The San Diego Padres signed two relievers this off-season to bolster its bullpen, bringing in Yuki Matsui and Woo-suk Go. Matsui comes to MLB as an international free agent after 10 seasons with NPB’s Rakuten Eagles, while the more recent signing of Go came as a surprise after Go was posted by KBO’s LG Twins. Both will be pieces in a revamped Padres bullpen.
What does he do well?
Standing at 5’8”, Matsui is on the smaller side for MLB pitchers (he’d have been the 3rd-shortest pitcher in the majors last season) but uses his small stature to create some good pitch-shape characteristics. His fastball creates some carry from a lower release point due to his height, especially through the top of the zone.
His splitter is a nasty platoon-neutral pitch that disappears at the bottom of the zone, with an insane 56% whiff rate in 2023. He used the pitch more down and away from RHHs, but he can also throw it below the zone to left-handed batters with good results.
Matsui also has a glove tap as he gathers himself at the top of his delivery. Creating a weight shift back as he lifts his leg, there’s a little pause as he balances. With a tiny pat of the ball in his glove he then comes forward and extends his leg out as his hip leads.
One quirk is that Matsui darts his eyes up to the sky as he comes into foot strike, and the eyes don’t fixate back on the target until after the ball is released.
Matsui’s go-to pitches are his fastball and splitter. He works the fastball up and away from right-handed batters, tunneling his splitter out of that same spot the majority of the time, throwing the two pitches on the outer part of the plate.
Against left-handed batters, his splitter works more middle of the zone down and he still tries to spot his fastball away from lefties on the glove side. One weapon for Matsui, especially against lefties, is Matsui’s slider. With good movement, he’s able to pound the bottom of the zone glove side. He would usually break out the slider and curve against the better left-handed hitters in Japan.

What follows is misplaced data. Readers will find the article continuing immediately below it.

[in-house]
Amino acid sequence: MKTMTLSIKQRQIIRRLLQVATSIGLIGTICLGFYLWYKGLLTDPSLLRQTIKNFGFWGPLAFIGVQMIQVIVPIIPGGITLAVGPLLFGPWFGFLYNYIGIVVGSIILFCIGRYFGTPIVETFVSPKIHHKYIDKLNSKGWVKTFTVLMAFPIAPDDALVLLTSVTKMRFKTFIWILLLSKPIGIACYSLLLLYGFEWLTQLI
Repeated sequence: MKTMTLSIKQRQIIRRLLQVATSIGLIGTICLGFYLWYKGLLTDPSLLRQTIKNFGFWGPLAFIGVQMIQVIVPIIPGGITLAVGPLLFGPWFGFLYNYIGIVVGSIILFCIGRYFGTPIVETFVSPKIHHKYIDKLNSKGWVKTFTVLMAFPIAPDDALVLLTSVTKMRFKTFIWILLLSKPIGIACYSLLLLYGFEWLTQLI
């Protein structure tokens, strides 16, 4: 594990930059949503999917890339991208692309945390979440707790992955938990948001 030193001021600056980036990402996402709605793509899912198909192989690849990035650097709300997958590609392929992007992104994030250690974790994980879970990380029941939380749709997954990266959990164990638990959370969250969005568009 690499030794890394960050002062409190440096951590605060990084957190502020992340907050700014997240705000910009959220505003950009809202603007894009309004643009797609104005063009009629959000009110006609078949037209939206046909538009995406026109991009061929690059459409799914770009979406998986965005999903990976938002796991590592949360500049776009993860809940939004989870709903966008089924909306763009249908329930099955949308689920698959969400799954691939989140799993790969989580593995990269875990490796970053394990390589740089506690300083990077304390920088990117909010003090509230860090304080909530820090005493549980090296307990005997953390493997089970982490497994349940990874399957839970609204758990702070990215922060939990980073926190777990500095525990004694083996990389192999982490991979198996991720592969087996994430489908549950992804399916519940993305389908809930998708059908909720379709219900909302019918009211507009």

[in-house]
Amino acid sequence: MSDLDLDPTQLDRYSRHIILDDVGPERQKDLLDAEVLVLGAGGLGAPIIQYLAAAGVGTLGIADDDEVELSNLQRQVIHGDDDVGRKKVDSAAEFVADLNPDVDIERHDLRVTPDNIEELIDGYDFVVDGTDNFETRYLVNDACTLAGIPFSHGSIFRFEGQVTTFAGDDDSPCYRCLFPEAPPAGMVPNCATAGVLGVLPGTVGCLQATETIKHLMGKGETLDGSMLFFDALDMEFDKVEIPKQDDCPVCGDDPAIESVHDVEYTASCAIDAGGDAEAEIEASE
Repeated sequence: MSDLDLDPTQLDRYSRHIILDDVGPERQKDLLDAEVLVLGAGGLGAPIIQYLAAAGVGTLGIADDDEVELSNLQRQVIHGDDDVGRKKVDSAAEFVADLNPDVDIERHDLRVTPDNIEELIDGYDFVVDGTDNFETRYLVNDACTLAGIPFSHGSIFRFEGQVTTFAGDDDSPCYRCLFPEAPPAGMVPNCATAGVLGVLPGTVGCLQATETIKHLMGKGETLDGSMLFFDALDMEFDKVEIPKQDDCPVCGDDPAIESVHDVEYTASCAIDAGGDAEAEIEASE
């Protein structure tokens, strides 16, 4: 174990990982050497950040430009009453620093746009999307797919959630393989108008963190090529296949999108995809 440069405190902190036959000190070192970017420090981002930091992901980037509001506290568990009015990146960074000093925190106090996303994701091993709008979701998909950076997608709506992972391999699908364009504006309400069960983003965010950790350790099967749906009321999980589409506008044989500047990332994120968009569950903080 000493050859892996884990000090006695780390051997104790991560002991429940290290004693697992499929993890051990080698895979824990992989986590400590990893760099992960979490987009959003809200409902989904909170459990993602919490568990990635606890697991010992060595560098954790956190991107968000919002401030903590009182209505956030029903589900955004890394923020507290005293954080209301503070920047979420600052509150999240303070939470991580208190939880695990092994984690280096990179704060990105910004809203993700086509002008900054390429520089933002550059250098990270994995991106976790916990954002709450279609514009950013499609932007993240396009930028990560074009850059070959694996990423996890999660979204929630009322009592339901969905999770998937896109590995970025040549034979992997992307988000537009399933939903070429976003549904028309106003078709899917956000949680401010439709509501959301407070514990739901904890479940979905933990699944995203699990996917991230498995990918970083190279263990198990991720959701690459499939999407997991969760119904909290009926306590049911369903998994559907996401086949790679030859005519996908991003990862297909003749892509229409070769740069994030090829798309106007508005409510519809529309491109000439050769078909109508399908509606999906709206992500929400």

Here’s a slider and fastball against Kensuke Kondoh, the best pure hitter in Japan:
The video below is a splitter and curveball followed by a slider. I cut out some pitches in the at-bat for the sake of time, but this seven-pitch at-bat against Yuki Yanagita displayed Matsui’s full arsenal.
The pitch becomes an offering that moves away from lefties, but he is unafraid to bury the pitch down and in toward righties knees. With flashes of above-average command last season, Matsui found a formula that worked for him.
While he has displayed below-average control in some past seasons, he might have turned the corner with a 5.9 BB% in 2023. You don’t become the youngest player in NPB history to 200 saves without having some control and nasty offerings.
What to Expect
Matsui will compete for the closer role in San Diego but also could work well as a setup man or seventh-inning guy to start the season. He has two above-average to plus secondaries that should help against both right and left-handed hitters. He might alter his pitch usage slightly, but his high carry four-seam should prove a weapon even if thrown more 92-93 mph.
Matsui struggled to adjust to using a different ball during the WBC, so his acclimation to the league, like Go, might take some time. Still, if he can keep his walks down like he did in 2023 success as a high-leverage reliever should follow.
After seven seasons with the LG Twins, Go was posted with a more shallow market for his services after an injury-plagued 2023 in which he missed time in May and his ERA ballooned after some bad outings. The most notable clunker came on April 30 when he walked two and gave up a weird high chopper for an RBI single. Then, three pitches later, he threw his slowest fastball of the year on a three-run home run. He was lifted and didn’t pitch again until June 4 due to an injury in his lower back.